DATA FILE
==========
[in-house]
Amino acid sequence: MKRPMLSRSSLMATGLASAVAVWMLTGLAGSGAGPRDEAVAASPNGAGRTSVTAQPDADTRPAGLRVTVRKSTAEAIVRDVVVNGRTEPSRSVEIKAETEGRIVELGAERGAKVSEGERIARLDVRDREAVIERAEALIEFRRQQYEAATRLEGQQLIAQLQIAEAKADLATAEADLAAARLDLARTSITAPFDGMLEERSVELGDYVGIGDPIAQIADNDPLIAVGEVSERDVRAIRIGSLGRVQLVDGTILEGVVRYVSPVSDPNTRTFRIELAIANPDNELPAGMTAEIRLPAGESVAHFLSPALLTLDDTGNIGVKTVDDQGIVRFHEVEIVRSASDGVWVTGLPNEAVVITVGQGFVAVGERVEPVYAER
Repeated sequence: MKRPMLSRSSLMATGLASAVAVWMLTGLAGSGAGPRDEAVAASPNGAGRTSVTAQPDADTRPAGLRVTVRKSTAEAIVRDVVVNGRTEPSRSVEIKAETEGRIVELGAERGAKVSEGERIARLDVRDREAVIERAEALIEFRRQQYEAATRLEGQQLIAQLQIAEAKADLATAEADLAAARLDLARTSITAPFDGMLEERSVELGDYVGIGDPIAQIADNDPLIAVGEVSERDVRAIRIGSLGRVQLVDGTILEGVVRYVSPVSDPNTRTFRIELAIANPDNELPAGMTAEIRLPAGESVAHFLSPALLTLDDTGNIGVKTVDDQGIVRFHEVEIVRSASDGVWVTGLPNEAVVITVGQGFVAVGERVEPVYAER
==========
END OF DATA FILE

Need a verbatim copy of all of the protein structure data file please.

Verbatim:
[in-house]
Amino acid sequence: MKRPMLSRSSLMATGLASAVAVWMLTGLAGSGAGPRDEAVAASPNGAGRTSVTAQPDADTRPAGLRVTVRKSTAEAIVRDVVVNGRTEPSRSVEIKAETEGRIVELGAERGAKVSEGERIARLDVRDREAVIERAEALIEFRRQQYEAATRLEGQQLIAQLQIAEAKADLATAEADLAAARLDLARTSITAPFDGMLEERSVELGDYVGIGDPIAQIADNDPLIAVGEVSERDVRAIRIGSLGRVQLVDGTILEGVVRYVSPVSDPNTRTFRIELAIANPDNELPAGMTAEIRLPAGESVAHFLSPALLTLDDTGNIGVKTVDDQGIVRFHEVEIVRSASDGVWVTGLPNEAVVITVGQGFVAVGERVEPVYAER
Repeated sequence: MKRPMLSRSSLMATGLASAVAVWMLTGLAGSGAGPRDEAVAASPNGAGRTSVTAQPDADTRPAGLRVTVRKSTAEAIVRDVVVNGRTEPSRSVEIKAETEGRIVELGAERGAKVSEGERIARLDVRDREAVIERAEALIEFRRQQYEAATRLEGQQLIAQLQIAEAKADLATAEADLAAARLDLARTSITAPFDGMLEERSVELGDYVGIGDPIAQIADNDPLIAVGEVSERDVRAIRIGSLGRVQLVDGTILEGVVRYVSPVSDPNTRTFRIELAIANPDNELPAGMTAEIRLPAGESVAHFLSPALLTLDDTGNIGVKTVDDQGIVRFHEVEIVRSASDGVWVTGLPNEAVVITVGQGFVAVGERVEPVYAER